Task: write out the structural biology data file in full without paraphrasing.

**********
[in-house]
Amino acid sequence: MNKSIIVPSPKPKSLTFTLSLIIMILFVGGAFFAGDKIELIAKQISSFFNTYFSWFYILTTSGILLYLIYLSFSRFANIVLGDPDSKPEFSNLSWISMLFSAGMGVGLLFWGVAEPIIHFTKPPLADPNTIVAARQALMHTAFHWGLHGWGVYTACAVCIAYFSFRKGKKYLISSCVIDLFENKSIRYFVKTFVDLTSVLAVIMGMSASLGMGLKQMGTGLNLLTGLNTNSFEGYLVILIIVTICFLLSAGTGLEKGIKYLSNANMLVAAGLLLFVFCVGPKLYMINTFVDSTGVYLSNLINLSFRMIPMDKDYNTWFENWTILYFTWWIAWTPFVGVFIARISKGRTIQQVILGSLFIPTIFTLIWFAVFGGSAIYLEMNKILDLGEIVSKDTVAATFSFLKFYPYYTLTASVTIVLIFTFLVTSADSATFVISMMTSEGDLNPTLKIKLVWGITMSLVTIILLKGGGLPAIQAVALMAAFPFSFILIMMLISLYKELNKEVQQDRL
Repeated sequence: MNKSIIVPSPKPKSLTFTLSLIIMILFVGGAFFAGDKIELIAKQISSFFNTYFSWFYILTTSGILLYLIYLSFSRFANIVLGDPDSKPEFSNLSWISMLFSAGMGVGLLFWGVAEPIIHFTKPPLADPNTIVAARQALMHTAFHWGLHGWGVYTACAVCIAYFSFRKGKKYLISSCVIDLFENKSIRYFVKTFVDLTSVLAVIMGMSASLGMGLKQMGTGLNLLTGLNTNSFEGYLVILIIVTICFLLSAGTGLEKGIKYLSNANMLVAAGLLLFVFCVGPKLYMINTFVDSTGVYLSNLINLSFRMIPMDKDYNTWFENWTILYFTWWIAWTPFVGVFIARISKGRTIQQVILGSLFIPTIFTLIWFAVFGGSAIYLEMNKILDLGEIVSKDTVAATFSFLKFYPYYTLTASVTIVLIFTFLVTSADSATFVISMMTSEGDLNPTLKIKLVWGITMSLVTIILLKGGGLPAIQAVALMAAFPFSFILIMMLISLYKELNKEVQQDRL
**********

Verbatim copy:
[in-house]
Amino acid sequence: MNKSIIVPSPKPKSLTFTLSLIIMILFVGGAFFAGDKIELIAKQISSFFNTYFSWFYILTTSGILLYLIYLSFSRFANIVLGDPDSKPEFSNLSWISMLFSAGMGVGLLFWGVAEPIIHFTKPPLADPNTIVAARQALMHTAFHWGLHGWGVYTACAVCIAYFSFRKGKKYLISSCVIDLFENKSIRYFVKTFVDLTSVLAVIMGMSASLGMGLKQMGTGLNLLTGLNTNSFEGYLVILIIVTICFLLSAGTGLEKGIKYLSNANMLVAAGLLLFVFCVGPKLYMINTFVDSTGVYLSNLINLSFRMIPMDKDYNTWFENWTILYFTWWIAWTPFVGVFIARISKGRTIQQVILGSLFIPTIFTLIWFAVFGGSAIYLEMNKILDLGEIVSKDTVAATFSFLKFYPYYTLTASVTIVLIFTFLVTSADSATFVISMMTSEGDLNPTLKIKLVWGITMSLVTIILLKGGGLPAIQAVALMAAFPFSFILIMMLISLYKELNKEVQQDRL
Repeated sequence: MNKSIIVPSPKPKSLTFTLSLIIMILFVGGAFFAGDKIELIAKQISSFFNTYFSWFYILTTSGILLYLIYLSFSRFANIVLGDPDSKPEFSNLSWISMLFSAGMGVGLLFWGVAEPIIHFTKPPLADPNTIVAARQALMHTAFHWGLHGWGVYTACAVCIAYFSFRKGKKYLISSCVIDLFENKSIRYFVKTFVDLTSVLAVIMGMSASLGMGLKQMGTGLNLLTGLNTNSFEGYLVILIIVTICFLLSAGTGLEKGIKYLSNANMLVAAGLLLFVFCVGPKLYMINTFVDSTGVYLSNLINLSFRMIPMDKDYNTWFENWTILYFTWWIAWTPFVGVFIARISKGRTIQQVILGSLFIPTIFTLIWFAVFGGSAIYLEMNKILDLGEIVSKDTVAATFSFLKFYPYYTLTASVTIVLIFTFLVTSADSATFVISMMTSEGDLNPTLKIKLVWGITMSLVTIILLKGGGLPAIQAVALMAAFPFSFILIMMLISLYKELNKEVQQDRL